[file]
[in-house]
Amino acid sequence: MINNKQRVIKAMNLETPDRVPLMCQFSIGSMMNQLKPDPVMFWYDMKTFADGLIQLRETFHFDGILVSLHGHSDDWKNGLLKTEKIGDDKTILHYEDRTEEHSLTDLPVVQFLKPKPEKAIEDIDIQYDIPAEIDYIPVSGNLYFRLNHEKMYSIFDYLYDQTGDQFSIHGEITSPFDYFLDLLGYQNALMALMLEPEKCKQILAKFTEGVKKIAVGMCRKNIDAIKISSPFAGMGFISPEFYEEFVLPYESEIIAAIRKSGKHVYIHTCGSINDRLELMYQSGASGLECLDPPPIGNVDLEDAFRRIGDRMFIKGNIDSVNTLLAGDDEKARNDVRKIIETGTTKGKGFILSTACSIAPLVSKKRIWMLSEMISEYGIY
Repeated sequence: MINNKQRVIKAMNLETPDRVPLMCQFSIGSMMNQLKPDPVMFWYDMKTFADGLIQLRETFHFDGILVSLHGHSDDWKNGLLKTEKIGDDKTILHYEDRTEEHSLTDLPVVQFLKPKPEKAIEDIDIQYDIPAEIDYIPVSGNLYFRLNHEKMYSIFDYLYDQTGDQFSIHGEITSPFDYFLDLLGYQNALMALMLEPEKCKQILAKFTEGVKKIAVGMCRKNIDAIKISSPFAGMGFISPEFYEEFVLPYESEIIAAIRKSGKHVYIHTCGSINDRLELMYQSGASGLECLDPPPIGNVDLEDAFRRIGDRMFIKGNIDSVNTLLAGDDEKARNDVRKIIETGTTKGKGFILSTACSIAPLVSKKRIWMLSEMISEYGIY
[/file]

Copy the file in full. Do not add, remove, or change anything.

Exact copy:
[in-house]
Amino acid sequence: MINNKQRVIKAMNLETPDRVPLMCQFSIGSMMNQLKPDPVMFWYDMKTFADGLIQLRETFHFDGILVSLHGHSDDWKNGLLKTEKIGDDKTILHYEDRTEEHSLTDLPVVQFLKPKPEKAIEDIDIQYDIPAEIDYIPVSGNLYFRLNHEKMYSIFDYLYDQTGDQFSIHGEITSPFDYFLDLLGYQNALMALMLEPEKCKQILAKFTEGVKKIAVGMCRKNIDAIKISSPFAGMGFISPEFYEEFVLPYESEIIAAIRKSGKHVYIHTCGSINDRLELMYQSGASGLECLDPPPIGNVDLEDAFRRIGDRMFIKGNIDSVNTLLAGDDEKARNDVRKIIETGTTKGKGFILSTACSIAPLVSKKRIWMLSEMISEYGIY
Repeated sequence: MINNKQRVIKAMNLETPDRVPLMCQFSIGSMMNQLKPDPVMFWYDMKTFADGLIQLRETFHFDGILVSLHGHSDDWKNGLLKTEKIGDDKTILHYEDRTEEHSLTDLPVVQFLKPKPEKAIEDIDIQYDIPAEIDYIPVSGNLYFRLNHEKMYSIFDYLYDQTGDQFSIHGEITSPFDYFLDLLGYQNALMALMLEPEKCKQILAKFTEGVKKIAVGMCRKNIDAIKISSPFAGMGFISPEFYEEFVLPYESEIIAAIRKSGKHVYIHTCGSINDRLELMYQSGASGLECLDPPPIGNVDLEDAFRRIGDRMFIKGNIDSVNTLLAGDDEKARNDVRKIIETGTTKGKGFILSTACSIAPLVSKKRIWMLSEMISEYGIY